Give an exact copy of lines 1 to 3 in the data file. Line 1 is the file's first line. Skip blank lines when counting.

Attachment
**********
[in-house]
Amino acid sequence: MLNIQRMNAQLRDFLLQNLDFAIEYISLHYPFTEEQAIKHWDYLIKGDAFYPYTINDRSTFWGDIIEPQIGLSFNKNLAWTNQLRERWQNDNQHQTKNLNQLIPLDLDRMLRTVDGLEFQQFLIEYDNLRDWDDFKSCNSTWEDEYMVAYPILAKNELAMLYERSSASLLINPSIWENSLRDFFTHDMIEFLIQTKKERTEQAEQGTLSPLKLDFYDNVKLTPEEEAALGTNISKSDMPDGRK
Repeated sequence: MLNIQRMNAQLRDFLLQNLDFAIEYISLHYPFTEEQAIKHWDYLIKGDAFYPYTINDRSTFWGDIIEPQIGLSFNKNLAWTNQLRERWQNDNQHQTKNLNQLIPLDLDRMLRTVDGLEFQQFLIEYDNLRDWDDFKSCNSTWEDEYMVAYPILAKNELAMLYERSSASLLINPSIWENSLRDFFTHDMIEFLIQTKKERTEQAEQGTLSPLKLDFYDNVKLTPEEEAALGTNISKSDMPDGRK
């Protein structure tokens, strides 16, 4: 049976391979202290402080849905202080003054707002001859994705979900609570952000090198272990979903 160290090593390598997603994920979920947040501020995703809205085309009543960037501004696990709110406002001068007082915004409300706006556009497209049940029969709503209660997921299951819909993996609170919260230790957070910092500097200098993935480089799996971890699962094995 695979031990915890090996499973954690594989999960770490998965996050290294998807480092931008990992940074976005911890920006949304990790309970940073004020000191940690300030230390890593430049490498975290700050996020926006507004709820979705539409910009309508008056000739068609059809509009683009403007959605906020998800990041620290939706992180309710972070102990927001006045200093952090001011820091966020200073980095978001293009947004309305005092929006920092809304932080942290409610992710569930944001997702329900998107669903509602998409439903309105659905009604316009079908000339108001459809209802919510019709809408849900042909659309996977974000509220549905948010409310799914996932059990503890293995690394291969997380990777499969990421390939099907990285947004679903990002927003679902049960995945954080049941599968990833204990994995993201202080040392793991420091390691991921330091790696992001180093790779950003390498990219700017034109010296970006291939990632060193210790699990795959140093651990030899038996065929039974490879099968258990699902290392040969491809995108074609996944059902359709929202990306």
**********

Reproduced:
[in-house]
Amino acid sequence: MLNIQRMNAQLRDFLLQNLDFAIEYISLHYPFTEEQAIKHWDYLIKGDAFYPYTINDRSTFWGDIIEPQIGLSFNKNLAWTNQLRERWQNDNQHQTKNLNQLIPLDLDRMLRTVDGLEFQQFLIEYDNLRDWDDFKSCNSTWEDEYMVAYPILAKNELAMLYERSSASLLINPSIWENSLRDFFTHDMIEFLIQTKKERTEQAEQGTLSPLKLDFYDNVKLTPEEEAALGTNISKSDMPDGRK
Repeated sequence: MLNIQRMNAQLRDFLLQNLDFAIEYISLHYPFTEEQAIKHWDYLIKGDAFYPYTINDRSTFWGDIIEPQIGLSFNKNLAWTNQLRERWQNDNQHQTKNLNQLIPLDLDRMLRTVDGLEFQQFLIEYDNLRDWDDFKSCNSTWEDEYMVAYPILAKNELAMLYERSSASLLINPSIWENSLRDFFTHDMIEFLIQTKKERTEQAEQGTLSPLKLDFYDNVKLTPEEEAALGTNISKSDMPDGRK